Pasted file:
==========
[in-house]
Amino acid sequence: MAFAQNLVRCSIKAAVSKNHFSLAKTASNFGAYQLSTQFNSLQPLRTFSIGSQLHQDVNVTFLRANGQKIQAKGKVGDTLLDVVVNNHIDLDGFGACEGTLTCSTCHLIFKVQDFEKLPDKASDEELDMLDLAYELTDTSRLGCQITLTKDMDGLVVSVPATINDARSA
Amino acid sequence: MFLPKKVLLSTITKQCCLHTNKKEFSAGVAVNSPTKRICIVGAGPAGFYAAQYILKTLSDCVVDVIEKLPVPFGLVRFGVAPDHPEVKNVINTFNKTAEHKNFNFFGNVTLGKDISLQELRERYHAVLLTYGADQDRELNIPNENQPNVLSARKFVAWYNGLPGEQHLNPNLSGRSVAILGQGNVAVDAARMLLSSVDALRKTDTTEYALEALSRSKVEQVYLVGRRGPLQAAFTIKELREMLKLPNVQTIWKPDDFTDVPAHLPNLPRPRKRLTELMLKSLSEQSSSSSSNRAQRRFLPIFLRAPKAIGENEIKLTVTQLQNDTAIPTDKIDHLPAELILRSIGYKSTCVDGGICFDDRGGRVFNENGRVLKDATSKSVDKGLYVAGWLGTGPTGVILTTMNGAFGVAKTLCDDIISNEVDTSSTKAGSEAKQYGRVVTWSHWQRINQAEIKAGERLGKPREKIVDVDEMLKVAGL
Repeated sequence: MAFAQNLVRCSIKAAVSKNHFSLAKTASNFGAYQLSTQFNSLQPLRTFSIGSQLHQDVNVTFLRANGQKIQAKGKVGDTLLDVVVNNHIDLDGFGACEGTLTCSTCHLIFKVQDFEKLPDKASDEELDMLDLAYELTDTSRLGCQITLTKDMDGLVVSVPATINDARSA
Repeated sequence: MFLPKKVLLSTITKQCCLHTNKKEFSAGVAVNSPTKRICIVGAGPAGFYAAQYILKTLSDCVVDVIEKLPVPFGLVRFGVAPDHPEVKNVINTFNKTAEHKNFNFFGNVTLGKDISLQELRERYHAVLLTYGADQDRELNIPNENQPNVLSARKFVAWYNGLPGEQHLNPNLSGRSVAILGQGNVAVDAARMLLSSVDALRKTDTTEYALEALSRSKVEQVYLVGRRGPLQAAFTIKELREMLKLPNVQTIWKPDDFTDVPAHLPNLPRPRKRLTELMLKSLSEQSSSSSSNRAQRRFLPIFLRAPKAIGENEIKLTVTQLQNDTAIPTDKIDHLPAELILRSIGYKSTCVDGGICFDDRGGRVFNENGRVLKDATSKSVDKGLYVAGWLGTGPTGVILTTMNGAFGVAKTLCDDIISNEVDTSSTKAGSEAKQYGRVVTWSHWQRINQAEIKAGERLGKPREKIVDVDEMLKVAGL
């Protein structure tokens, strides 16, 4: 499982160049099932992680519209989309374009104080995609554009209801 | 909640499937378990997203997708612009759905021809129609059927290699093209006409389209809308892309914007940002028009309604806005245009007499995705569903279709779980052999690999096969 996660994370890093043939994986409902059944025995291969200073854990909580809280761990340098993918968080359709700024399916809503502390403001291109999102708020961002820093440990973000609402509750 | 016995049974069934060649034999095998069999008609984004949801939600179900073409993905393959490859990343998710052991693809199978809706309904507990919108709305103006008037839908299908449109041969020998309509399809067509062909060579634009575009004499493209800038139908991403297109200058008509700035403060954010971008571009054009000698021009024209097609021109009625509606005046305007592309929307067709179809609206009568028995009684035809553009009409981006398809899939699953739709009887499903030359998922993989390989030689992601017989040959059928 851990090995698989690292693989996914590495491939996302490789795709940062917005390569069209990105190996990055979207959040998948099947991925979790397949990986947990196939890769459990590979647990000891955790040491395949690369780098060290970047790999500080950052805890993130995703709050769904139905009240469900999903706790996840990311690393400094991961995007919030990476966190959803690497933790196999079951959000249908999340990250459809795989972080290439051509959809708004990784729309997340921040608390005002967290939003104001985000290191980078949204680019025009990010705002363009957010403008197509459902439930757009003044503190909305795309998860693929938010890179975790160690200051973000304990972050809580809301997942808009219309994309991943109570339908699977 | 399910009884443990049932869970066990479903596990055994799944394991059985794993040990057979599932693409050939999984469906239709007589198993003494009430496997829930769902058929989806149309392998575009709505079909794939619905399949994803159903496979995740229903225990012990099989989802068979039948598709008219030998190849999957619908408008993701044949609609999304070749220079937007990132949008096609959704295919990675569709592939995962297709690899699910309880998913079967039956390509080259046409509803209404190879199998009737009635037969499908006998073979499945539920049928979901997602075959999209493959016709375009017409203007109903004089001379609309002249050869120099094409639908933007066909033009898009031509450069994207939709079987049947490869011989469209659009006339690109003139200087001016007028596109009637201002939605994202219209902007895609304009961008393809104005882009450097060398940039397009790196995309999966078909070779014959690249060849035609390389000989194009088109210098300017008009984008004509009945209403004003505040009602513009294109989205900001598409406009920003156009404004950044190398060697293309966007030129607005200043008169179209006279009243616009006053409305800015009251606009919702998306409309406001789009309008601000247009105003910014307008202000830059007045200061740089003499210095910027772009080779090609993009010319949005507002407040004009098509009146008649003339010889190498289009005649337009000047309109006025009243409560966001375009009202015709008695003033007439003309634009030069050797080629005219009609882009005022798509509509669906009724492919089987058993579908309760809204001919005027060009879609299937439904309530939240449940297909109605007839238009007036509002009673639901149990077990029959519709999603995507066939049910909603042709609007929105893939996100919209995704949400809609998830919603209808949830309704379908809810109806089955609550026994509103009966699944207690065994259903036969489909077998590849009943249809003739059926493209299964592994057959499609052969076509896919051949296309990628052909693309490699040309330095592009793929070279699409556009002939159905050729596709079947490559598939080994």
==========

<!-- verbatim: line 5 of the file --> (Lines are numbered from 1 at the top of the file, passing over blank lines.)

Repeated sequence: MFLPKKVLLSTITKQCCLHTNKKEFSAGVAVNSPTKRICIVGAGPAGFYAAQYILKTLSDCVVDVIEKLPVPFGLVRFGVAPDHPEVKNVINTFNKTAEHKNFNFFGNVTLGKDISLQELRERYHAVLLTYGADQDRELNIPNENQPNVLSARKFVAWYNGLPGEQHLNPNLSGRSVAILGQGNVAVDAARMLLSSVDALRKTDTTEYALEALSRSKVEQVYLVGRRGPLQAAFTIKELREMLKLPNVQTIWKPDDFTDVPAHLPNLPRPRKRLTELMLKSLSEQSSSSSSNRAQRRFLPIFLRAPKAIGENEIKLTVTQLQNDTAIPTDKIDHLPAELILRSIGYKSTCVDGGICFDDRGGRVFNENGRVLKDATSKSVDKGLYVAGWLGTGPTGVILTTMNGAFGVAKTLCDDIISNEVDTSSTKAGSEAKQYGRVVTWSHWQRINQAEIKAGERLGKPREKIVDVDEMLKVAGL